Verses from The Dhammapada 408
The Buddha once said “He is a Brahmin whose speech is kindly and truthful.”
“He is a Brahmin whose speech is kindly and truthful.”
This verse points to Right Speech, a component of the Buddha’s Noble Eightfold Path.
“He is a Brahmin… “
In ancient India, a Brahmin (priest) was at the top of the caste system. However, the Buddha taught that not caste but an individual’s moral character determined his or her worth. Such character is made known by a wholehearted giving into the Noble Eightfold Path. With ‘me’ emptied out, ‘choiceless awareness’ (the Buddha nature) is revealed and
“… speech is kindly”
We don’t always consider the impact of our words. They often express hidden inclinations and impulses. Trollope once wrote “words will often lead whither the speaker has not intended”. When we want to impress, we may dominate or belittle others.
In Emma, Jane Austen’s novel, Emma Woodhouse is a vivacious, privileged young woman. One afternoon she is on Box Hill having a picnic with friends. In the party is a young man called Frank Churchill. They are both rather bored and indulge in a half- hearted flirtation. In an attempt to enliven the conversation, Frank suddenly announces that Emma would like everyone to say something amusing. He says she would be satisfied with one very clever anecdote, two fairly clever ones or three very dull ones indeed. He says Emma will laugh heartily at all of them. Also in the party is a well- meaning though very talkative spinster called Miss Bates. She says disarmingly that she’s sure to say three dull things as soon as she opens her mouth. Emma immediately replies that in Miss Bate’s case, there may be a difficulty in keeping to only three. Very downcast, Miss Bates remarks that she must make herself very disagreeable to others for such an old friend as Emma to say such a thing.
Emma, desiring to impress Frank with her wit, failed to listen to the situation. She was deaf to her own desire and deaf to the feelings of Miss Bates.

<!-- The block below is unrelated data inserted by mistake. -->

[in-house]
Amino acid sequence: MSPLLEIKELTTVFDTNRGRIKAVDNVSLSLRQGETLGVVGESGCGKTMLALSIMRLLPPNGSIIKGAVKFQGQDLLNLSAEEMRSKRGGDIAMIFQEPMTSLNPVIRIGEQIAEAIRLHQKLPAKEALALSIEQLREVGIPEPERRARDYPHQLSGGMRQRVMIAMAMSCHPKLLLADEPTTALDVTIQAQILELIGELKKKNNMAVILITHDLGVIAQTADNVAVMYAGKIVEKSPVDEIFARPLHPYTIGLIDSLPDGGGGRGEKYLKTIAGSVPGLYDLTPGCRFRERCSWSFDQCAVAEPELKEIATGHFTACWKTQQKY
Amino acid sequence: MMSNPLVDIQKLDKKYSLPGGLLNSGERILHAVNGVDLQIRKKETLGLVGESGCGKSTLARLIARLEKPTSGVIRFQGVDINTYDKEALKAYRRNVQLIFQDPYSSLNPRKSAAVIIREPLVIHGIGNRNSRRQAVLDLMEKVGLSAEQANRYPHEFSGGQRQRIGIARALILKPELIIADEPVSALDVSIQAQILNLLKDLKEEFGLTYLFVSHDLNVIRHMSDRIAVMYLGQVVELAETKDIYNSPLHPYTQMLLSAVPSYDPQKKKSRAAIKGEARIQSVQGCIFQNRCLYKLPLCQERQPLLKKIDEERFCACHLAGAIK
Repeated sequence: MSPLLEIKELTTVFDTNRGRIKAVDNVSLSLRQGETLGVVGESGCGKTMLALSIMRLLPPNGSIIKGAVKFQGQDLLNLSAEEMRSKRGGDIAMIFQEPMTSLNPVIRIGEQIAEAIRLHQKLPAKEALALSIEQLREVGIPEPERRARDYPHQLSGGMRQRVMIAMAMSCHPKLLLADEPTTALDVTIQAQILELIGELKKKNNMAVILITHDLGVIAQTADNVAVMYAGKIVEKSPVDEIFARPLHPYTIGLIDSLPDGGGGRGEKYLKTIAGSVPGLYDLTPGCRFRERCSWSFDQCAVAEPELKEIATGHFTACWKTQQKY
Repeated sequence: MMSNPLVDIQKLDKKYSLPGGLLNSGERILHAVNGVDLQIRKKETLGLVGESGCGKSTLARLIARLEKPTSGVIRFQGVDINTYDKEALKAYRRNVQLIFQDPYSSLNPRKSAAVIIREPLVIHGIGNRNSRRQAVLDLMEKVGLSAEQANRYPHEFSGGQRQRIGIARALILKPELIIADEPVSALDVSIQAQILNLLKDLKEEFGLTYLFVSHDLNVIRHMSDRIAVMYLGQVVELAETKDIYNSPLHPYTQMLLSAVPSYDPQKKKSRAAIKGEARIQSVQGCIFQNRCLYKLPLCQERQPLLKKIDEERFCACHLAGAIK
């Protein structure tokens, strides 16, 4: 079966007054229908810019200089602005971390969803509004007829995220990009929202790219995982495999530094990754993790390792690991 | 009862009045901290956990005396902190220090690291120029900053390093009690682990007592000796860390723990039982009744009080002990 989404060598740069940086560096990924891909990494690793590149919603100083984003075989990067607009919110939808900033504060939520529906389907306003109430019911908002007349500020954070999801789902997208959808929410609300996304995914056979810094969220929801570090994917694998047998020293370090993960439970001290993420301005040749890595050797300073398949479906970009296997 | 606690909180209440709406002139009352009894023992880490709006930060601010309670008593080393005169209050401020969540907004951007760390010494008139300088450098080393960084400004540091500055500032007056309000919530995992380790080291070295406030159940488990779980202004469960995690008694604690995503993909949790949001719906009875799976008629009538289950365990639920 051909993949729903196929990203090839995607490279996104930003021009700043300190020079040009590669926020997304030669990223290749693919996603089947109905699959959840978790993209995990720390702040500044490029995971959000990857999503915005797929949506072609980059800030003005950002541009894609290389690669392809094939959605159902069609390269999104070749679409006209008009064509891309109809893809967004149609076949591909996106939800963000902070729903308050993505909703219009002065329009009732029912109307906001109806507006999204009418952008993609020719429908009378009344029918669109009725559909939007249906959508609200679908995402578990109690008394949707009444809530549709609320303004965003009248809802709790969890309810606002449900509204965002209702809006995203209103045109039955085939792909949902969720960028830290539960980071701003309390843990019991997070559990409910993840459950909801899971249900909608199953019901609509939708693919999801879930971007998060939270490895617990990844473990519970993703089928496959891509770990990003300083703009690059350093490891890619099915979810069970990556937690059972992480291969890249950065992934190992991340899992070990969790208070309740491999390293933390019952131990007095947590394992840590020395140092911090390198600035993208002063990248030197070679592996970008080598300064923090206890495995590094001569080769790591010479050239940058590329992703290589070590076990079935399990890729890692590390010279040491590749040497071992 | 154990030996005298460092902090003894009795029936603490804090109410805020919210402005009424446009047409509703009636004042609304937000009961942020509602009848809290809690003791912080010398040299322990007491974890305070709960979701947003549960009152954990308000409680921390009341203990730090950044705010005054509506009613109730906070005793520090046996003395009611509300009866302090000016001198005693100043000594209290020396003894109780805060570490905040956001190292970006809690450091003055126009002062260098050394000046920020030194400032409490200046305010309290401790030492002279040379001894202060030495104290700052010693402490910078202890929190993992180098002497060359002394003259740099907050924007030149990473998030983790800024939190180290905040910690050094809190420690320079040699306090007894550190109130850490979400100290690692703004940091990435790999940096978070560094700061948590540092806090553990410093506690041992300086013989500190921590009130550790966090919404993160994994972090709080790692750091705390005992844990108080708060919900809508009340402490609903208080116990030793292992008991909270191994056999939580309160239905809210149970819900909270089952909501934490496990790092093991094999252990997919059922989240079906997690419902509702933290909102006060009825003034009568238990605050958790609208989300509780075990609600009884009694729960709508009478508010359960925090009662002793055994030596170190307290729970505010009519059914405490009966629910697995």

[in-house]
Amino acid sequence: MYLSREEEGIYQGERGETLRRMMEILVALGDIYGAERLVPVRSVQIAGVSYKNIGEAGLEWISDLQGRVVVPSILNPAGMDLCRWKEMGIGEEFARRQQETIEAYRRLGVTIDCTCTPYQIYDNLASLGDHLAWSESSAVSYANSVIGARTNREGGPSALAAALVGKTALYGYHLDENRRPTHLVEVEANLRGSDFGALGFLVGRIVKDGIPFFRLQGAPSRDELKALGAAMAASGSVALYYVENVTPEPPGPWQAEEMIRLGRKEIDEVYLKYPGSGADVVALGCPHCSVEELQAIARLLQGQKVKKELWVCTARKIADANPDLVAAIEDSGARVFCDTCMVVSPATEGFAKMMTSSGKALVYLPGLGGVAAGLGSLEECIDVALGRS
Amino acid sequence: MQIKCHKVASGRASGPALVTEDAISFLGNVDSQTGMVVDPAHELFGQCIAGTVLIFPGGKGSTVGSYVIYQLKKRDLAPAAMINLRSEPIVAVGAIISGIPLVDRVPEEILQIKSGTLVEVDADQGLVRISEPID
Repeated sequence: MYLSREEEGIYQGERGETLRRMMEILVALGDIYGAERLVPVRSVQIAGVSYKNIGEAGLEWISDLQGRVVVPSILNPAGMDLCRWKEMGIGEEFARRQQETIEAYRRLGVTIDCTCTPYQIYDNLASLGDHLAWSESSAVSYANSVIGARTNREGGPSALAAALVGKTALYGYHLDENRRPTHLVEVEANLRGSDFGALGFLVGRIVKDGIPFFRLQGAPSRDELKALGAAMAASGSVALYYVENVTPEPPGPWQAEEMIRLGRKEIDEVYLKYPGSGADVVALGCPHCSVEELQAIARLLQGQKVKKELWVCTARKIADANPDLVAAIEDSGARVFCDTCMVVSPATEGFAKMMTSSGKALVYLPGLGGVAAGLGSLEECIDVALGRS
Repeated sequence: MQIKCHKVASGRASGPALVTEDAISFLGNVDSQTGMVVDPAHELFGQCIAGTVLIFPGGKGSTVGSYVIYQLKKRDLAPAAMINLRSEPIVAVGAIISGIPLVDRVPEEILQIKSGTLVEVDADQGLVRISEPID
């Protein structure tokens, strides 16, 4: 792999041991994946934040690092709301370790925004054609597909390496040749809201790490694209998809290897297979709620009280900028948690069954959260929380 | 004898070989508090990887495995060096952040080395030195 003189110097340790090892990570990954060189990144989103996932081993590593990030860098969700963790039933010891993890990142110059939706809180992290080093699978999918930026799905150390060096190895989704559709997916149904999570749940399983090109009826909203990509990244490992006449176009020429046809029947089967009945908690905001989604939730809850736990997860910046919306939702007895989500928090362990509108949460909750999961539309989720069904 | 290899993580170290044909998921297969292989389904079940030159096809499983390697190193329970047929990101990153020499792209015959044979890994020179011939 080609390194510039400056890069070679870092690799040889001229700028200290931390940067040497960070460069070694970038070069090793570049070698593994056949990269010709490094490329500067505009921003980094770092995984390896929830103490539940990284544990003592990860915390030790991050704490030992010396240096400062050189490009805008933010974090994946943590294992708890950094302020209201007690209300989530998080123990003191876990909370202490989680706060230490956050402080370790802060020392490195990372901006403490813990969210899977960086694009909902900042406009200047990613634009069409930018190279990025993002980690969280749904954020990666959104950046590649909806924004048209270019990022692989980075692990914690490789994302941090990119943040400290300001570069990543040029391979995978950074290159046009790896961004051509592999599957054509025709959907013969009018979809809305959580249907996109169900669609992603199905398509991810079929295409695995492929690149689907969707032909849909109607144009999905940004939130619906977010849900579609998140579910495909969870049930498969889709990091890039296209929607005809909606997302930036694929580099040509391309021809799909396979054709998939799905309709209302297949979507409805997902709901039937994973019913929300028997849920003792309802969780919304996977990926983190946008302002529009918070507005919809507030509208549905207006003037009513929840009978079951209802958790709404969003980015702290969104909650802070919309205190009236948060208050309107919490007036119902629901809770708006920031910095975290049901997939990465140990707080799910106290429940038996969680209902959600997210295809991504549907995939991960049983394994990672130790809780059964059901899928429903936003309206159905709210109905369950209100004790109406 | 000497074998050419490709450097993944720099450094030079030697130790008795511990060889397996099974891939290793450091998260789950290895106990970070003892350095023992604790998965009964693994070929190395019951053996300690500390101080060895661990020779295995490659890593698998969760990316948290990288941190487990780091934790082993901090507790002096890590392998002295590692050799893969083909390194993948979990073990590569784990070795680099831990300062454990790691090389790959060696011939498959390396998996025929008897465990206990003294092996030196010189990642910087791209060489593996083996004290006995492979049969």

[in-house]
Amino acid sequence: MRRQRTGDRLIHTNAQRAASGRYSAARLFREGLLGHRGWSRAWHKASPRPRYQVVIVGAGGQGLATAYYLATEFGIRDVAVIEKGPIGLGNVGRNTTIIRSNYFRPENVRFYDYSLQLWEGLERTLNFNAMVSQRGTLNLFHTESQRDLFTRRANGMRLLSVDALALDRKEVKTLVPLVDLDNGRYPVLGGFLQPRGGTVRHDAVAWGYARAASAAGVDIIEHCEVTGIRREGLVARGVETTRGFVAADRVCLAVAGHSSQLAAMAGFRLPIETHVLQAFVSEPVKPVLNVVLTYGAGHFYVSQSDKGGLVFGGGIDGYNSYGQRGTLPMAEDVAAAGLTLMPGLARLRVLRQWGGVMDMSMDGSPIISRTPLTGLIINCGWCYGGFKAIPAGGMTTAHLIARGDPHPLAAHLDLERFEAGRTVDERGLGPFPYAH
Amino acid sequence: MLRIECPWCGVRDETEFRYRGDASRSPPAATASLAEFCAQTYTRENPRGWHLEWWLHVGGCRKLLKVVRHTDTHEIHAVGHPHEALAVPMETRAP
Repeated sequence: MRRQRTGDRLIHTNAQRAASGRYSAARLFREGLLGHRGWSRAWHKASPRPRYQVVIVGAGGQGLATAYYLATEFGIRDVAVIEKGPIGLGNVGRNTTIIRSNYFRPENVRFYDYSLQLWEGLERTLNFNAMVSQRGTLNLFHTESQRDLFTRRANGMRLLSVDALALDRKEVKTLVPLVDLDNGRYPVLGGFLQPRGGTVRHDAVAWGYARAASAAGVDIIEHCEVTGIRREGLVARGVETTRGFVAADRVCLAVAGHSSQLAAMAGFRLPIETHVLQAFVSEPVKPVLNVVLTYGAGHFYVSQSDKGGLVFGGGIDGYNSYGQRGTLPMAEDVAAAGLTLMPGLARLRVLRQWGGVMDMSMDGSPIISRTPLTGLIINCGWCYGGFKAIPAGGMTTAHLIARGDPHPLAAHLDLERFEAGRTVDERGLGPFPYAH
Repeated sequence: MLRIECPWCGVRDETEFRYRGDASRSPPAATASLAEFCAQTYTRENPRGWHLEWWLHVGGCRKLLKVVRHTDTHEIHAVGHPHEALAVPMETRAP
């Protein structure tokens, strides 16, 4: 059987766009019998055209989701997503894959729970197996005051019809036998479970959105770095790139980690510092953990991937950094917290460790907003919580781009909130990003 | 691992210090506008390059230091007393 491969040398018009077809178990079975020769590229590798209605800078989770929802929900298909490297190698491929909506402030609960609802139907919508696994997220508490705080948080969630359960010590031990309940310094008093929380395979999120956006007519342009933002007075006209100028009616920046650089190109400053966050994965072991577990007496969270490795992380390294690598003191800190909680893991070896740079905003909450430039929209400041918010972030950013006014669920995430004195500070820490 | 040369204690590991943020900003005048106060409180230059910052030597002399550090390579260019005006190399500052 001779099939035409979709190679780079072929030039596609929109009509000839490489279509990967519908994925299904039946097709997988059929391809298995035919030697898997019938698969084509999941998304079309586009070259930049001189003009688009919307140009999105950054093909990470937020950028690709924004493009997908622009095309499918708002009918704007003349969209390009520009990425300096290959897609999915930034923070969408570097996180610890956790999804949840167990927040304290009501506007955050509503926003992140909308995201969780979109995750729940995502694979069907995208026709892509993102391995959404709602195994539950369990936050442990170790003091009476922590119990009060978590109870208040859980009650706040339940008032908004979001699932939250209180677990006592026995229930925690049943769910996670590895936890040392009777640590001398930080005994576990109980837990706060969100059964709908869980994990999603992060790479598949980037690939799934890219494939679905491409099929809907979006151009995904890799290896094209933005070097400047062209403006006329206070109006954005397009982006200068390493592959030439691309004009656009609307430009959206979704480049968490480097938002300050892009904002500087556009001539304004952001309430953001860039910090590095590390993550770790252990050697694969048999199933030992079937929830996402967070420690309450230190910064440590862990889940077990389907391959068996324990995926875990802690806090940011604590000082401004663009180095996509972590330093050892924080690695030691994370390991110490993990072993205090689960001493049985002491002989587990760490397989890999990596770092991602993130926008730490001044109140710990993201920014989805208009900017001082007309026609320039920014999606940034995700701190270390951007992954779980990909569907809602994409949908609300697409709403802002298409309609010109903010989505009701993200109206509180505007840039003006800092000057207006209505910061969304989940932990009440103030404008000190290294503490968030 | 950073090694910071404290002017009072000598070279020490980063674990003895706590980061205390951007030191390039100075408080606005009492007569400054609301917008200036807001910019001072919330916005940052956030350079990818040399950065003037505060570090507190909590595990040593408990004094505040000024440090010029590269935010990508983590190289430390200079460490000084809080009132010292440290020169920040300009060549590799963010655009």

Feeling we have been treated unfairly may also cause such deafness. We may respond aggressively. We may feel compelled to give someone a ‘piece of my mind’.
The Zen training shows us how to transmute desire and anger into kindness and compassion. We are encouraged to meet the hot emotional energy. We invite it ‘to burn me away’. Choiceless awareness opens. Being free from ‘me’, there is clear understanding of the situation. As the Metta Sutta says speech is “straightforward and gentle”.
Recently, a neighbour started to play loud video games which kept us awake into the early hours of the morning. After meeting the irritation that arose, choiceness awareness opened. It was possible to explain the problem to our neighbour calmly and politely. It was acknowledged that our walls are very thin. We asked him if he could help us solve the problem. He promised he would move the computer away from the shared wall. The problem was solved without acrimony.
“… and truthful”.
A recent study revealed that a lie is often told within the first ten minutes of meeting someone. It may be an excuse for being late or may be a flattering remark. There has also been evidence in the media of political deceit and the dissemination of propaganda.
In such cases the truth is distorted in order to manipulate. Such manipulation is illustrated in the following story.
A cat gained the confidence of a mouse by flattery. So successful was he that the mouse agreed to set up house with him.
Together they bought a pot of fat as provision for the winter months. The cat persuaded the mouse to hide the fat under the altar in the local church. After a while the cat began to crave the fat. He made three visits to the church. By the end of the last he had eaten all the fat in the pot. He told the mouse the same lie on each occasion. He said he had been asked to attend a kitten’s christening at the church. When the mouse asked for their names, the cat said Top Off, Half Gone and All Gone. The mouse thought these were very strange names. When Winter arrived, the mouse discovered that the pot was empty. He saw immediately that the cat had deceived him. He exclaimed “You ate all the fat yourself. First top off, then half gone and then all…”.
“One more word and I’ll gobble you up”. “Gone” said the mouse. It was too late.
The cat sprang and gobbled him up.
Like the mouse, the ‘I’ is easily deceived. If he had really listened to the cat’s words his deceit would have been apparent. However, ‘I’ cannot listen without the disturbance of thought streams. It is only when these are completely emptied out that the quiet listening of choiceless awareness is possible. In the empty heart speaker and listener become one. In such communion there is deep empathy. Often a verbal response is not required. If words are necessary, they will be for the good of all. Master Nyuri expresses it thus:
“Speaking, but there is no-one who speaks, words are uttered yet they come from an empty heart”.
Verses from the Dhammapada
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